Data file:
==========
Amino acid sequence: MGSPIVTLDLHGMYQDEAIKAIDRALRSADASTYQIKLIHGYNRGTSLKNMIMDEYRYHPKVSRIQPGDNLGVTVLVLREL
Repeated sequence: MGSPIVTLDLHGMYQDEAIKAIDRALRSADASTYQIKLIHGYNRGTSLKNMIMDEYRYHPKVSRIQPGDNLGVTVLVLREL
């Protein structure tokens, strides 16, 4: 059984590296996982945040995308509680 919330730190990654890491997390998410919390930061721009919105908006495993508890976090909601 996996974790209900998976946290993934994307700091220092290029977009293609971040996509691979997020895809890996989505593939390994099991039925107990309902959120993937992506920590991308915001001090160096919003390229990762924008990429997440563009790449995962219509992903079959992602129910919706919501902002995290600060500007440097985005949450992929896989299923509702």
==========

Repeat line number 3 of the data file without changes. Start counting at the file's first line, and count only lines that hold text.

């Protein structure tokens, strides 16, 4: 059984590296996982945040995308509680 919330730190990654890491997390998410919390930061721009919105908006495993508890976090909601 996996974790209900998976946290993934994307700091220092290029977009293609971040996509691979997020895809890996989505593939390994099991039925107990309902959120993937992506920590991308915001001090160096919003390229990762924008990429997440563009790449995962219509992903079959992602129910919706919501902002995290600060500007440097985005949450992929896989299923509702």